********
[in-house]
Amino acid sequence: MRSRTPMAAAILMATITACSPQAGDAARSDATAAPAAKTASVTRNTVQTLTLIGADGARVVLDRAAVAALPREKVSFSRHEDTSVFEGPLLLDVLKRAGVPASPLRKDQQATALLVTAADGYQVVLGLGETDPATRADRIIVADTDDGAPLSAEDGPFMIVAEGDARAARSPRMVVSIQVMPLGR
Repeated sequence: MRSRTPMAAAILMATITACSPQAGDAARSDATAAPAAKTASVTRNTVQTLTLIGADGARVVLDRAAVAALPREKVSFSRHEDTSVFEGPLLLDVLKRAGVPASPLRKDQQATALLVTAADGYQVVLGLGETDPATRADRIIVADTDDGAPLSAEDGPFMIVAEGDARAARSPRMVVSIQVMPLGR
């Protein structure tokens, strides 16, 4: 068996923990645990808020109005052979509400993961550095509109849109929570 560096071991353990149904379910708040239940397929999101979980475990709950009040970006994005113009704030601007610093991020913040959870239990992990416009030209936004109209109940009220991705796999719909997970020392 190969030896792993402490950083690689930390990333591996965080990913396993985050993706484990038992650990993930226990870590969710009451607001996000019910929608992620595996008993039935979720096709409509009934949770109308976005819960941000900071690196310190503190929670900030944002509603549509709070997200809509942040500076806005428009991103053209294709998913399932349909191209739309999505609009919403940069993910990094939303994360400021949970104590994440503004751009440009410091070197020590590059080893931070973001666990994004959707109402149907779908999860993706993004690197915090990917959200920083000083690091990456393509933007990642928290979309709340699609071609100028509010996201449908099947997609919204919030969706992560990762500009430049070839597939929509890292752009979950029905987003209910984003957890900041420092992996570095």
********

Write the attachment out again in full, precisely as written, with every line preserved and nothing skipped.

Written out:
[in-house]
Amino acid sequence: MRSRTPMAAAILMATITACSPQAGDAARSDATAAPAAKTASVTRNTVQTLTLIGADGARVVLDRAAVAALPREKVSFSRHEDTSVFEGPLLLDVLKRAGVPASPLRKDQQATALLVTAADGYQVVLGLGETDPATRADRIIVADTDDGAPLSAEDGPFMIVAEGDARAARSPRMVVSIQVMPLGR
Repeated sequence: MRSRTPMAAAILMATITACSPQAGDAARSDATAAPAAKTASVTRNTVQTLTLIGADGARVVLDRAAVAALPREKVSFSRHEDTSVFEGPLLLDVLKRAGVPASPLRKDQQATALLVTAADGYQVVLGLGETDPATRADRIIVADTDDGAPLSAEDGPFMIVAEGDARAARSPRMVVSIQVMPLGR
């Protein structure tokens, strides 16, 4: 068996923990645990808020109005052979509400993961550095509109849109929570 560096071991353990149904379910708040239940397929999101979980475990709950009040970006994005113009704030601007610093991020913040959870239990992990416009030209936004109209109940009220991705796999719909997970020392 190969030896792993402490950083690689930390990333591996965080990913396993985050993706484990038992650990993930226990870590969710009451607001996000019910929608992620595996008993039935979720096709409509009934949770109308976005819960941000900071690196310190503190929670900030944002509603549509709070997200809509942040500076806005428009991103053209294709998913399932349909191209739309999505609009919403940069993910990094939303994360400021949970104590994440503004751009440009410091070197020590590059080893931070973001666990994004959707109402149907779908999860993706993004690197915090990917959200920083000083690091990456393509933007990642928290979309709340699609071609100028509010996201449908099947997609919204919030969706992560990762500009430049070839597939929509890292752009979950029905987003209910984003957890900041420092992996570095």